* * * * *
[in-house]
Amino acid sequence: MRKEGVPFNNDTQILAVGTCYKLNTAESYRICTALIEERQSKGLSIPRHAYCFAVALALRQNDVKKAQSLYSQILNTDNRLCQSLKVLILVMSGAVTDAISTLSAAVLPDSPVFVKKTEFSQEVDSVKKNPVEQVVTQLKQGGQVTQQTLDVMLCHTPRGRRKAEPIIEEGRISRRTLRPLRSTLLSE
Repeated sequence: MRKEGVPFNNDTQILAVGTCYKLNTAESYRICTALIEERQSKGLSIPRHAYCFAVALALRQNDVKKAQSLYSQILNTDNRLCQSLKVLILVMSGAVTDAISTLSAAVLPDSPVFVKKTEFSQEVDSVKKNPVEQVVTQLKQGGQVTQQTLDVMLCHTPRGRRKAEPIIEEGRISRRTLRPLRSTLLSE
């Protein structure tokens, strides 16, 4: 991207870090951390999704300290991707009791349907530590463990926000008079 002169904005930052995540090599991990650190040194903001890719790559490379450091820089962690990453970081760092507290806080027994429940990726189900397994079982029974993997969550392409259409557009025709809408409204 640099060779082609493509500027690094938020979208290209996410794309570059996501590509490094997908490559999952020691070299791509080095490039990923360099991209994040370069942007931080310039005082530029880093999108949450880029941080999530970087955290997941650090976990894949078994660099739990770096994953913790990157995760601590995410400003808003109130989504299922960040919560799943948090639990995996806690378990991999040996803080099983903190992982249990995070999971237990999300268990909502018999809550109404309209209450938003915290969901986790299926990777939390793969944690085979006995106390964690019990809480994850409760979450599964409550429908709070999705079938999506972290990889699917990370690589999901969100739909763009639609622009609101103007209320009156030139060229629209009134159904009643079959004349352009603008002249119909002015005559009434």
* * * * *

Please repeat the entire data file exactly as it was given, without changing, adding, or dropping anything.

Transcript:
[in-house]
Amino acid sequence: MRKEGVPFNNDTQILAVGTCYKLNTAESYRICTALIEERQSKGLSIPRHAYCFAVALALRQNDVKKAQSLYSQILNTDNRLCQSLKVLILVMSGAVTDAISTLSAAVLPDSPVFVKKTEFSQEVDSVKKNPVEQVVTQLKQGGQVTQQTLDVMLCHTPRGRRKAEPIIEEGRISRRTLRPLRSTLLSE
Repeated sequence: MRKEGVPFNNDTQILAVGTCYKLNTAESYRICTALIEERQSKGLSIPRHAYCFAVALALRQNDVKKAQSLYSQILNTDNRLCQSLKVLILVMSGAVTDAISTLSAAVLPDSPVFVKKTEFSQEVDSVKKNPVEQVVTQLKQGGQVTQQTLDVMLCHTPRGRRKAEPIIEEGRISRRTLRPLRSTLLSE
């Protein structure tokens, strides 16, 4: 991207870090951390999704300290991707009791349907530590463990926000008079 002169904005930052995540090599991990650190040194903001890719790559490379450091820089962690990453970081760092507290806080027994429940990726189900397994079982029974993997969550392409259409557009025709809408409204 640099060779082609493509500027690094938020979208290209996410794309570059996501590509490094997908490559999952020691070299791509080095490039990923360099991209994040370069942007931080310039005082530029880093999108949450880029941080999530970087955290997941650090976990894949078994660099739990770096994953913790990157995760601590995410400003808003109130989504299922960040919560799943948090639990995996806690378990991999040996803080099983903190992982249990995070999971237990999300268990909502018999809550109404309209209450938003915290969901986790299926990777939390793969944690085979006995106390964690019990809480994850409760979450599964409550429908709070999705079938999506972290990889699917990370690589999901969100739909763009639609622009609101103007209320009156030139060229629209009134159904009643079959004349352009603008002249119909002015005559009434």